80% OF COLORADO STATE TRUST LAND HAS NO PUBLIC ACCESS

Q2 / 2019 - Conservation Partner: Backcountry Hunters & Anglers

Colorado State Trust Lands aren't Open To public Access
80% of Colorado State Trust Lands Aren't Open To Public Access

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HOW CAN YOU HELP?

With basin + bend, contributing to conservation is easy! That's because we leverage commerce for conservation. By simply purchasing your favorite hunting and fishing gear from basin + bend (at the same price you would at any other retailer) you'll be supporting this partner and provide much needed funds to the project. Instead of donating an unknown "portion of the profits" to a conservation effort, we show you exactly how much is going to be donated to this specific project.

ABOUT THE CONSERVATION PARTNER:

It all starts with access: Backcountry Hunters & Anglers provides a unique voice for sportsmen and women who value conservation and the future of our heritage and family traditions. We represent the challenge, solitude and adventure that only the backcountry can provide, and we are working hard with boots on the ground at all levels to ensure that our roadless areas and backcountry are protected for the fish and wildlife that thrive there.

Not all of our public lands are accessible, however, and we are working to advance administrative and legislative solutions at the state and national levels – solutions that facilitate collaboration among stakeholders to open access to landlocked public lands and secure stewardship opportunities for those landscapes so that hunters and anglers can continue to be America's conservation leaders.

As sportsmen, our power and influence to conserve what we love lies in our numbers. When we speak up to Congress, land management agencies and in stakeholder coalitions, we stand with all our members behind us. With your help, Backcountry Hunters & Anglers will continue to grow as a force for sustaining wild lands, wildlife, native fisheries and the kind of authentic backcountry experience we are determined to pass on to future generations.

Backcountry Hunters & Anglers' Mission: Backcountry Hunters & Anglers seeks to ensure North America's outdoor heritage of hunting and fishing in a natural setting, through education and work on behalf of wild public lands and waters.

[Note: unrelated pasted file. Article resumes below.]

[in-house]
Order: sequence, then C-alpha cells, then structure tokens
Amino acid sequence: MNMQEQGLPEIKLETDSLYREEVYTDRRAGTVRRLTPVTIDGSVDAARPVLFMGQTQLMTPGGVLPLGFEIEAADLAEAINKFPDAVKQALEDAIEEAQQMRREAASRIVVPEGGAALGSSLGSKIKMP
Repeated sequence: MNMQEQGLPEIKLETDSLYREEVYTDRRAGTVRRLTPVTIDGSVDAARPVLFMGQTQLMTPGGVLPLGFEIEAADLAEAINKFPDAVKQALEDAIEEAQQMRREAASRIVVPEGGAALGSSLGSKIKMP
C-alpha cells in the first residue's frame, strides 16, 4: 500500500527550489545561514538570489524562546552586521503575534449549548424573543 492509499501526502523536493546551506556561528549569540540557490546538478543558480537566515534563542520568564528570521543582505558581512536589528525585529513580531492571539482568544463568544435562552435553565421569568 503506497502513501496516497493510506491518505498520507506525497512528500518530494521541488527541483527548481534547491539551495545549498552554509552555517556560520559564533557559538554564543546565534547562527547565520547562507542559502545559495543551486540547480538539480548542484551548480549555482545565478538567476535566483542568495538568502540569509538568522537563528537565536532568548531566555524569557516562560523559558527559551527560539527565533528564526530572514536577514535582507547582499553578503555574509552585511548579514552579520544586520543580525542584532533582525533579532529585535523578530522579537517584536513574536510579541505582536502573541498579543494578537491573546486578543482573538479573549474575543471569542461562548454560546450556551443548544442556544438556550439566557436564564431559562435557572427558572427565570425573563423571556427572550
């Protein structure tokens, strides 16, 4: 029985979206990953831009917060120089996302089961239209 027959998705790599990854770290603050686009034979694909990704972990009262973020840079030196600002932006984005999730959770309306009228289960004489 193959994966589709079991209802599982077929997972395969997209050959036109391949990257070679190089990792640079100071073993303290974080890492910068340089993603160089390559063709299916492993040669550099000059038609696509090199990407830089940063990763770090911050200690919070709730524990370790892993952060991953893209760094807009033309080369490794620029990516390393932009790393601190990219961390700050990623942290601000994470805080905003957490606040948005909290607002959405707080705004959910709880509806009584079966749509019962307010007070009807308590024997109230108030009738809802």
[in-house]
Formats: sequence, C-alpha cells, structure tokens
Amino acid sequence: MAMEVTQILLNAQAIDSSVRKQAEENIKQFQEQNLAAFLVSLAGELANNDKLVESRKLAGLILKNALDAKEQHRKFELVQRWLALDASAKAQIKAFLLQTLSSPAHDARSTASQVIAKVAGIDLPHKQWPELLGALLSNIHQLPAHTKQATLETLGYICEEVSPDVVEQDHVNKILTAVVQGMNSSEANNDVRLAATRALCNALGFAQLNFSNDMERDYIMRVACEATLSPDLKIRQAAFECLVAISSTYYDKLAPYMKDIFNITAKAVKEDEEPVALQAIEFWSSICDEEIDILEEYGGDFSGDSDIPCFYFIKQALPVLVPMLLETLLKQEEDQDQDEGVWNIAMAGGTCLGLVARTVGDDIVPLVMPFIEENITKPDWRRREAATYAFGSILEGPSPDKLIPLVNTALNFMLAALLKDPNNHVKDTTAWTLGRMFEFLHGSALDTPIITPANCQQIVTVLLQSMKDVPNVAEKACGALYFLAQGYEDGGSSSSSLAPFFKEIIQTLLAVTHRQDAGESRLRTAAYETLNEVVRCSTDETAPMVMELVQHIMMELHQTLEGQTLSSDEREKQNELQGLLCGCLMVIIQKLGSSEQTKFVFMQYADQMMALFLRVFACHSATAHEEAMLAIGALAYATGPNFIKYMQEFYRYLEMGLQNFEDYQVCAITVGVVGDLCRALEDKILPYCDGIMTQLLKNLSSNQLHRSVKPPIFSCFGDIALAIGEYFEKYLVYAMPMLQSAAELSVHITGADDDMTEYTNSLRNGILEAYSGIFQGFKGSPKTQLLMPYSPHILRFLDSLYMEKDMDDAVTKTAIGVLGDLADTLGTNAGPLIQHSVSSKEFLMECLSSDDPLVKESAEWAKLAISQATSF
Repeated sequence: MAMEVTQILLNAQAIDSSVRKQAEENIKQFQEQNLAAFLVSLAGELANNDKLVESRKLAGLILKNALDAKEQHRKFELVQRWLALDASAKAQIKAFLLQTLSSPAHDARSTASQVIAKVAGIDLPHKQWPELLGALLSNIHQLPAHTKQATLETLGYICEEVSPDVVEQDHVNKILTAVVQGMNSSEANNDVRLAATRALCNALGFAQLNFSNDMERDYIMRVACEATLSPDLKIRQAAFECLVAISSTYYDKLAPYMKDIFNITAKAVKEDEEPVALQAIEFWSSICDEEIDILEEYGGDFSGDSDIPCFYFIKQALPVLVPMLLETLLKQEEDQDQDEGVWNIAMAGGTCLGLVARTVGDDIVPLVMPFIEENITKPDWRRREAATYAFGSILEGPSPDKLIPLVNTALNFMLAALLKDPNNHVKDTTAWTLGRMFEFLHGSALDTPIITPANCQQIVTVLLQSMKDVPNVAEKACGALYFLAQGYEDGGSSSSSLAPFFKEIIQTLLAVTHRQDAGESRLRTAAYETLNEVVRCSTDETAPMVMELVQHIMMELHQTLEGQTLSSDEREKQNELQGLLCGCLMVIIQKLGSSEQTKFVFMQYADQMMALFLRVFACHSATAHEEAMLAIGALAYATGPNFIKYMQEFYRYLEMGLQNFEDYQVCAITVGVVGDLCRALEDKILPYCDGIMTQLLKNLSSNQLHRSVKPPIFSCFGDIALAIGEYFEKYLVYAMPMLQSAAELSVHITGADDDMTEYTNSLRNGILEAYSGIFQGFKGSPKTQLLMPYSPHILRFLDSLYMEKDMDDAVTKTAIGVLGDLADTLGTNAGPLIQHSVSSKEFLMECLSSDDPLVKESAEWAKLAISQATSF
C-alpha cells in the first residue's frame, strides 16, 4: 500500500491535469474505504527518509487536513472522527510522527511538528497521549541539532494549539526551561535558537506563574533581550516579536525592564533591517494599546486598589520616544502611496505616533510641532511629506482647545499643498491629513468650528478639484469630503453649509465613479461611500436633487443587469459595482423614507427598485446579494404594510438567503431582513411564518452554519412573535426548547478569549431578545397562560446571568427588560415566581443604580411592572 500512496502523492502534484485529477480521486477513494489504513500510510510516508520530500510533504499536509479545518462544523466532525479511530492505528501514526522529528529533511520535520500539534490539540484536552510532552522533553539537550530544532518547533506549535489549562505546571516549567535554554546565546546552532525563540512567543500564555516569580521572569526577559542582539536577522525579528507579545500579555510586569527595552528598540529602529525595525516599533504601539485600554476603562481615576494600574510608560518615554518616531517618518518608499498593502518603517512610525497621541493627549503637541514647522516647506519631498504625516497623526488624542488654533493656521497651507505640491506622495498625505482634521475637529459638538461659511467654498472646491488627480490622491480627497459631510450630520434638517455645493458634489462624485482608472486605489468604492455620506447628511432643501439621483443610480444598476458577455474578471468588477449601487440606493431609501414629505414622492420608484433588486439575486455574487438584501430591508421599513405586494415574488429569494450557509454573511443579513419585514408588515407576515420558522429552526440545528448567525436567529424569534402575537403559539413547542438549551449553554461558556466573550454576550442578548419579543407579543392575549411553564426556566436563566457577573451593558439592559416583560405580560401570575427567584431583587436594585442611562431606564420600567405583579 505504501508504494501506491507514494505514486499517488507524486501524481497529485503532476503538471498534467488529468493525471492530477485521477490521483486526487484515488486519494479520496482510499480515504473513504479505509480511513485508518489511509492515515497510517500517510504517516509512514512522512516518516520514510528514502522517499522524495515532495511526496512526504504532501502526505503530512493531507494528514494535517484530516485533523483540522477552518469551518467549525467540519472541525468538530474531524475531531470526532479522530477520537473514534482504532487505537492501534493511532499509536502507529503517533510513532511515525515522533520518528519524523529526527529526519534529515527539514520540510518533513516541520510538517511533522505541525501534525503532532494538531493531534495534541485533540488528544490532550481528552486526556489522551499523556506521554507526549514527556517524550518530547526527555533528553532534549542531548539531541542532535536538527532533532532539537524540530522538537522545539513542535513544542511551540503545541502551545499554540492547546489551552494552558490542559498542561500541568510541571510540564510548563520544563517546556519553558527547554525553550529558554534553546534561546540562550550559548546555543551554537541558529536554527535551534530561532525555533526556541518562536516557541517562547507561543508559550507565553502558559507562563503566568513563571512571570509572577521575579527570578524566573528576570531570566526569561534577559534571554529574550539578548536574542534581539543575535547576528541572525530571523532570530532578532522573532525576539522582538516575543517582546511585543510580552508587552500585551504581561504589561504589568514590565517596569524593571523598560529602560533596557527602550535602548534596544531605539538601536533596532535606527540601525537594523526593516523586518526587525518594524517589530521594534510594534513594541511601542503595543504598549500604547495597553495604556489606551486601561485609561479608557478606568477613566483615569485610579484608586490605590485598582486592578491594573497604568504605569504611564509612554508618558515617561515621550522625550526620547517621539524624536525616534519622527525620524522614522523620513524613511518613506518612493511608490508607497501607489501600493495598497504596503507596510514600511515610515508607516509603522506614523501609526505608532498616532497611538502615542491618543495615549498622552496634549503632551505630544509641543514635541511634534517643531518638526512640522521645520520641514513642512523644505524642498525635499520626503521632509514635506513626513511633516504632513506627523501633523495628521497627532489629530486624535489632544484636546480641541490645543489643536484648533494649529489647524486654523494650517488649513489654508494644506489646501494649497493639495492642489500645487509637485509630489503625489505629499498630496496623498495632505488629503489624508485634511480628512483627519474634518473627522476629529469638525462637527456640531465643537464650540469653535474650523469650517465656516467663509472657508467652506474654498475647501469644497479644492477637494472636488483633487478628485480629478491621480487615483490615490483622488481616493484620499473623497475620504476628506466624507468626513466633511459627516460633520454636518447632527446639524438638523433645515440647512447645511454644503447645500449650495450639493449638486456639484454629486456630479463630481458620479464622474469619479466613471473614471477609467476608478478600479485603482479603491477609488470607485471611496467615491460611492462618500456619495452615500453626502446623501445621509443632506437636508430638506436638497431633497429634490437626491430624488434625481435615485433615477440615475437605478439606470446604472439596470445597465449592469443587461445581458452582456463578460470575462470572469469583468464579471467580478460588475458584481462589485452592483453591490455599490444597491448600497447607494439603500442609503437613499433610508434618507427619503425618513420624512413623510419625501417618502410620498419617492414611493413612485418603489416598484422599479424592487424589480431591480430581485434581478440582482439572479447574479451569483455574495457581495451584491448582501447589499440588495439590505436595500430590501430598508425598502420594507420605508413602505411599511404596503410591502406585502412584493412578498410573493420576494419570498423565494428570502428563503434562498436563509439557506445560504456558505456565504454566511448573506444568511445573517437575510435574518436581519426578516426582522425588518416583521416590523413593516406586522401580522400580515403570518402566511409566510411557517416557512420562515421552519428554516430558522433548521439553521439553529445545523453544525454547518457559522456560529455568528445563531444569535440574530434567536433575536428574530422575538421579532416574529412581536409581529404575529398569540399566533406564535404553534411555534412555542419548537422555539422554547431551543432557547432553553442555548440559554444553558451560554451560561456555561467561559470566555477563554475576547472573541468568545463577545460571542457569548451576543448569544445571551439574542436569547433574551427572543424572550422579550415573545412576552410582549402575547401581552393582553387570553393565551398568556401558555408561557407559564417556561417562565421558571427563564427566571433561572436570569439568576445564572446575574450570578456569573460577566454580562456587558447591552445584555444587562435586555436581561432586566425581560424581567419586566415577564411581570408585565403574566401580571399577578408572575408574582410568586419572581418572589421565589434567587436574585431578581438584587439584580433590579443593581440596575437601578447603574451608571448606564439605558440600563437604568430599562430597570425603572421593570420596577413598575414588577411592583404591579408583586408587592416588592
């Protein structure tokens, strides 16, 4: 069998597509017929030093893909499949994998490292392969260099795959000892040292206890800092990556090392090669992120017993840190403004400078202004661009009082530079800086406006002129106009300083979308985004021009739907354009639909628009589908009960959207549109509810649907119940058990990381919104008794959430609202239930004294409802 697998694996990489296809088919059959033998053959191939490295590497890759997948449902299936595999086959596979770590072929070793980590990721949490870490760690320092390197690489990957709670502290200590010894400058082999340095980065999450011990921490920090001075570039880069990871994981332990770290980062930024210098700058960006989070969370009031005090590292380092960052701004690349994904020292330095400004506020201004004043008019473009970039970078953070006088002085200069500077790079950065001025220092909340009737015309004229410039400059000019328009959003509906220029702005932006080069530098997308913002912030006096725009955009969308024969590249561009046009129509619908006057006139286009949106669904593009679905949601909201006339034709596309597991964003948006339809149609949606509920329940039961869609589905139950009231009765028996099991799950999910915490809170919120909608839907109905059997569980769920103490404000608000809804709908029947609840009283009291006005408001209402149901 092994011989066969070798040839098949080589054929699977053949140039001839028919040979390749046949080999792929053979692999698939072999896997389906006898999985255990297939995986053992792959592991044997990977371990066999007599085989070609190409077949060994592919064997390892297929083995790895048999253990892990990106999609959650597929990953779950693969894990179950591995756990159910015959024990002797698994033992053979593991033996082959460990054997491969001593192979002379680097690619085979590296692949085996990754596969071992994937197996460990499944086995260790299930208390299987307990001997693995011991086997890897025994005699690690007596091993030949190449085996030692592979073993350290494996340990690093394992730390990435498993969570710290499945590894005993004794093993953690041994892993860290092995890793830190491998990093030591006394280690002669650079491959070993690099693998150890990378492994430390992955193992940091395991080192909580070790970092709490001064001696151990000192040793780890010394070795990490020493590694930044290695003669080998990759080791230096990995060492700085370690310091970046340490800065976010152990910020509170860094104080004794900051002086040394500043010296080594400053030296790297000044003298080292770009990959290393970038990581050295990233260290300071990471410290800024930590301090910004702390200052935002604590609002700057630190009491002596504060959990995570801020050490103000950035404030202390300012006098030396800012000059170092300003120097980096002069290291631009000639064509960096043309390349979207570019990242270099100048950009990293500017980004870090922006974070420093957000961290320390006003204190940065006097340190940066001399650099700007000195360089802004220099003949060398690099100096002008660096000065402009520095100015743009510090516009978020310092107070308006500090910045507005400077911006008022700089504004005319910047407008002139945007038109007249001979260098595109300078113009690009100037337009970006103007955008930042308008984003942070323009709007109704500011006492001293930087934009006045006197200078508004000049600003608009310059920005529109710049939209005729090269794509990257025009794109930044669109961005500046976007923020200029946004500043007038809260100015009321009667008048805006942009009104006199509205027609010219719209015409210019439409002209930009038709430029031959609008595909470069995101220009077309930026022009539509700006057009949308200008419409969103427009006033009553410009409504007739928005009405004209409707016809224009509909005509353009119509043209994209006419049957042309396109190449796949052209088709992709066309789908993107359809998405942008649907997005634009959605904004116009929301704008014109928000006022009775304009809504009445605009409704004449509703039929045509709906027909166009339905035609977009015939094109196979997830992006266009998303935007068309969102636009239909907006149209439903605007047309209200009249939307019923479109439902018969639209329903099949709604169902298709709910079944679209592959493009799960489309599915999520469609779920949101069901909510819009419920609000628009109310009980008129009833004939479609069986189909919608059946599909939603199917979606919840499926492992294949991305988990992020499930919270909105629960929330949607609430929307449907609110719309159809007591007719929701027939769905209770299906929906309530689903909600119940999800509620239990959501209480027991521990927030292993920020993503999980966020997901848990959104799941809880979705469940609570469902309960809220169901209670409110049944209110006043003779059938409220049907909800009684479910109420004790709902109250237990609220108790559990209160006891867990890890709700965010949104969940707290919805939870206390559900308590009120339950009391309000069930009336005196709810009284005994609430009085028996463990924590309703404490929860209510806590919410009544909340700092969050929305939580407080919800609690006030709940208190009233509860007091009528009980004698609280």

OVERVIEW OF THE ISSUE:

The state of Colorado currently provides public hunting and fishing access on a mere 20 percent of its state trust lands, or approximately 500,000 of 3 million acres. This represents the lowest level of public access offered on state trust land in any state in the West.

Of the other 80 percent, much of the best hunting and fishing is leased to the highest bidder for exclusive recreational access, locking out most sportsmen. Contrast this with our federal public lands, nearly all of which are open to any sportsman with a valid license and a passion for adventure.

As hunting and fishing access is increasingly controlled by the wealthy and well-connected, public access only becomes more important. Lack of public access is the No. 1 reason hunters cite for giving up their sporting traditions. We can help reverse this trend by working to ensure that those of us who hunt and fish always have a place to recreate. 

colorado state trust land no public access
Colorado State Trust Land - No public access

What is Backcountry Hunters & Anglers doing to gain public access?

We typically lean towards funding conservation projects that have a direct on-the-ground impact. In this case, it is policy development that will have a large on-the-ground access impact down the road. By increasing the number of recreational leases that CPW is able to obtain, hunters will have more access to their state-owned public lands.

BHA is working with a coalition of other sportsmen’s organizations to advance state legislation that would require the state land board to work more cooperatively with CPW to better serve the growing public interest for improved public access on state trust lands.

Is Colorado State Trust Land Open To Public Access?

No. Unlike other types of publicly owned land, state trust land was set aside for the specific purpose of providing financial support for various public institutions, primarily K-12 public education.  The Colorado State Land Board raises revenue by leasing these properties to public and private parties. Because state trust land is held in trust and leased to generate revenue, it is not open for general public use.